Saturday, October 3
“What a friend we have in Jesus”
“Near the cross”
Oh, wow! Those songs were beautiful.
There is, beyond the azure blue
A God, concealed from human sight
He tinted skies with heav’nly hue
And framed the worlds with His great might
There is a God (There is a God), He is alive (He is alive)
In Him we live (In Him we live) and we survive (and we survive)
From dust our God (From dust our God) created man (created man)
He is our God (He is our God), the great I Am (the great I Am)
There was a long, long time ago
A God whose voice the prophets heard
He is the God that we should know
Who speaks from His inspired word
Our God, whose Son upon a tree
A life was willing there to give
That He from sin might set man free
And evermore with Him could live
“I will meet you in the morning.”
“God be with you ’til we meet again.”
After supper we went to the Board Room to hear Amos Raber speak on “Being Faithful Through the Hard Times.” He knows about hard times. His first wife was killed in a vehicle accident on their honeymoon.
What would Christianity look like without “religion.”
One thing I remember from his seminar:
To be an Oaks of Righteousness for God most people have to go through tough times – mourning and discouragement.
Isaiah 61:3 To provide for Zion’s mourners, to give them a crown in place of ashes, oil of joy in place of mourning, a mantle of praise in place of discouragement. They will be called Oaks of Righteousness, planted by the Lord to glorify himself.
Friday, October 2
“Walk as children of the light.”
Today he sings for the Lord.
The Old City Market has been a meeting place and farmer’s market since 1876; it is the oldest continuing farmer’s market in all of Canada.
We stayed on the A bus twice, and found the second trip even more interesting than the first, because there was a lot of information given.
The second time we had the front window.
We chose to stay on as it was cool with light rain.
We rode this many years ago when we visited Saint John by car.
Here in Saint John, the bay tides rise 28 ½ feet. When the tide is low, the St. John River, 450 miles long, empties into the bay.
After while I will show you how the back ship left the harbor while we were still docked.
He claimed that I started it, but I think it was him.
After supper we went to The Cool Lounge to hear Eduard and Christine Klassen.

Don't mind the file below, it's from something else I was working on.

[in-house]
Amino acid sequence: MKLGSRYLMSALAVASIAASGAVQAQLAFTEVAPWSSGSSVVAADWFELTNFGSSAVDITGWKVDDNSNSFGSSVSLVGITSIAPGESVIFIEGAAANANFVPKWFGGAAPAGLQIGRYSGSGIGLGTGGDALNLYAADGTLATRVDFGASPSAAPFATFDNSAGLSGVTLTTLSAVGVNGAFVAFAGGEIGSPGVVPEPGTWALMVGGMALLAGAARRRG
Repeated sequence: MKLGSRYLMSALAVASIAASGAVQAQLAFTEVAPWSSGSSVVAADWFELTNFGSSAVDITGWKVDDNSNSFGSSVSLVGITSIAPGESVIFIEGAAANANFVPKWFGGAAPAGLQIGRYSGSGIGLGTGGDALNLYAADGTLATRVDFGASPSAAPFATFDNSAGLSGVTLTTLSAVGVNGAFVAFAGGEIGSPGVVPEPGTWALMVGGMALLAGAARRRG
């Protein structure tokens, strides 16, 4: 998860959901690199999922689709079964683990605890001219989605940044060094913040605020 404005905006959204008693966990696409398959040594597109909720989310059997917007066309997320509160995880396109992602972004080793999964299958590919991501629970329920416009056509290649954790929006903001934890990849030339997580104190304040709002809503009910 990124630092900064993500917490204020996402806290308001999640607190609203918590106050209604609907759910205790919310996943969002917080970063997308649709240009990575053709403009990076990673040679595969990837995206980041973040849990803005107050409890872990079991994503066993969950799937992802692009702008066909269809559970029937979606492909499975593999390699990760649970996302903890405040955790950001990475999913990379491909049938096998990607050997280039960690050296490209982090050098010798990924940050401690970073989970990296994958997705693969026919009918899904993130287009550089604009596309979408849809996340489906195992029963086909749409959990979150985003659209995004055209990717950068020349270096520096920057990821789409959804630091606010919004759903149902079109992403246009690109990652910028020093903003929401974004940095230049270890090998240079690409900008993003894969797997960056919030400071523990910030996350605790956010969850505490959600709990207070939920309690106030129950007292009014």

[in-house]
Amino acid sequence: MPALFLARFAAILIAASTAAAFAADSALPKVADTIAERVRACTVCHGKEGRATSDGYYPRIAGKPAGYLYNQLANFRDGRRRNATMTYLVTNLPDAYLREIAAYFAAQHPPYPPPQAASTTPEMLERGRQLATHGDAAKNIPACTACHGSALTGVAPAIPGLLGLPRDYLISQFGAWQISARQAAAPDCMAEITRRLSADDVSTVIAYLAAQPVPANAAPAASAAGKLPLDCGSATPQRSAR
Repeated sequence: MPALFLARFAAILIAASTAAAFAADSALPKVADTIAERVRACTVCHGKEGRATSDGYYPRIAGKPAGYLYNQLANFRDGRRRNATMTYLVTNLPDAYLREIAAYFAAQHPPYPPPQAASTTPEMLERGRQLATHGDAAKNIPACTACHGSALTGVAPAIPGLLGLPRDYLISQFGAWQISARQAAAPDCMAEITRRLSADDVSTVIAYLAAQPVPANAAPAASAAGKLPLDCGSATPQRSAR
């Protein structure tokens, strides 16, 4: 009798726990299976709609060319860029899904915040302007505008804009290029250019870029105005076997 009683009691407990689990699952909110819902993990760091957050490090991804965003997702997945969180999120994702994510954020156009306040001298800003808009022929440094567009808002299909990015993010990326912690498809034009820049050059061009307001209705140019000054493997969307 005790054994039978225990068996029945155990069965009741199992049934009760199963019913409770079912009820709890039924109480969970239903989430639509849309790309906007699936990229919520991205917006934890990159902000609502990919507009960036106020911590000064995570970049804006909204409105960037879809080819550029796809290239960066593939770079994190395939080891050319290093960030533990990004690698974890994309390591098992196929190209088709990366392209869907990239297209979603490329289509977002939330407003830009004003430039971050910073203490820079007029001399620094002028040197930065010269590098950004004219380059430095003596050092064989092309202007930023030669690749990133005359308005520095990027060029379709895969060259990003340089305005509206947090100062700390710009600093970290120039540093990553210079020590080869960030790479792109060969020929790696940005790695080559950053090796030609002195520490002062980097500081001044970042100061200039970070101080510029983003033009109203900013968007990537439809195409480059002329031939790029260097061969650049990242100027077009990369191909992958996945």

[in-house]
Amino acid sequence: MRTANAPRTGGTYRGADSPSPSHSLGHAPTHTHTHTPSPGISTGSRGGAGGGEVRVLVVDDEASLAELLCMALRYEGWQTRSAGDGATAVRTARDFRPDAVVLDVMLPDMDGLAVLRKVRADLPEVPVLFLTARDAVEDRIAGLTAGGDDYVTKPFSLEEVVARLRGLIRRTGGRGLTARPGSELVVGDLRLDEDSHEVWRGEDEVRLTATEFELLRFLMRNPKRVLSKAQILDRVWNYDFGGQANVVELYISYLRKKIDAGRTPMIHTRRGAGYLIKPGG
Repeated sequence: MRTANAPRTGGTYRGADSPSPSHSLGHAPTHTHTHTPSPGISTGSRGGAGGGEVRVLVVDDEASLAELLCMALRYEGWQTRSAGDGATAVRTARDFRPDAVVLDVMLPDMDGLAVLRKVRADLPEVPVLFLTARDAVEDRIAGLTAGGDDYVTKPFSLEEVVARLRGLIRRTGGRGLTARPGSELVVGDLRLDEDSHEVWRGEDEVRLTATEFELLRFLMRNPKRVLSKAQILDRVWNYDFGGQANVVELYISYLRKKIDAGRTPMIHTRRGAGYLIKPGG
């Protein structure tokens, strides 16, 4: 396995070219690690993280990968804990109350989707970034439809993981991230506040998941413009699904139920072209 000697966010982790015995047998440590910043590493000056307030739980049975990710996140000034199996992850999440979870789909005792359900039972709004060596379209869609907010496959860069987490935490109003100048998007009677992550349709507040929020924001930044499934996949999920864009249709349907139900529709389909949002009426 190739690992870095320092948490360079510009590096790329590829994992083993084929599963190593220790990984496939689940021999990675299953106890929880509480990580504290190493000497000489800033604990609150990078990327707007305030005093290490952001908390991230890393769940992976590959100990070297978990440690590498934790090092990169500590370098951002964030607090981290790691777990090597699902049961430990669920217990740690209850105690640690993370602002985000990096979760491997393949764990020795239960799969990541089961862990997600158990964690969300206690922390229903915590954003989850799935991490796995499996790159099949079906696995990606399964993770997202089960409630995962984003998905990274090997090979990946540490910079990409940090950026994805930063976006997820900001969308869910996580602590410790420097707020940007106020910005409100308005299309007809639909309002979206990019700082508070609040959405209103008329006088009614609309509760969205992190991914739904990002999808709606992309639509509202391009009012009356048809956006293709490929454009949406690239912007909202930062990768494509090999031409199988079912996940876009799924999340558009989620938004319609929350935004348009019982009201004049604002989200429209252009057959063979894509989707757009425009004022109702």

Thursday, October 1
This was the day that we looked forward to stopping in Halifax, Nova Scotia.
However the weather changed our plans.
Even though we didn’t have any excursions planned (we had been to Halifax before), it was a bit disappointing.
This is the day we were reminded by Ryan: “Blessed are the flexible for they shall not be bent out of shape.”
She asked if I could stay and get my pedicure right away.
It’s the first time I ever did that while watching the ocean.
I was disappointed to have missed it, but we did have a nice relaxing morning and afternoon.
I am a morning person and love to get to bed early as often as possible.
Wednesday, September 30 – A Day At Sea
How easy it is to blame others for bad attitudes (smells) when it was us all the time.
I am not sure how I missed taking pictures of the funniest part of Ryan’s part today. When he used real people to be “dummies” and sing “Jesus Loves Me.” I was probably laughing so much that I forgot I had a camera in front of me.
Our schedule told us that the dress code for the evening was elegant.
Tuesday, September 29 – Portland, Maine
We asked a few Portland people why there were wolves (or coyotes) on these deteriorating dock posts. Nobody seemed to know why. They thought it was a display of art. (It did not appear to be taxidermy.)
Many on our cruise were going on a variety of tours for the day. By evening we heard about them seeing lighthouses and Bush’s compound at Kennebunkport. Since Mark and Diane have lived here for many years, we have seen most of the places on the guided tours.
The men were in The Board Room with Steve Stutzman: “Man Up – Being A Man After God’s Own Heart.”
I loved our day in Portland.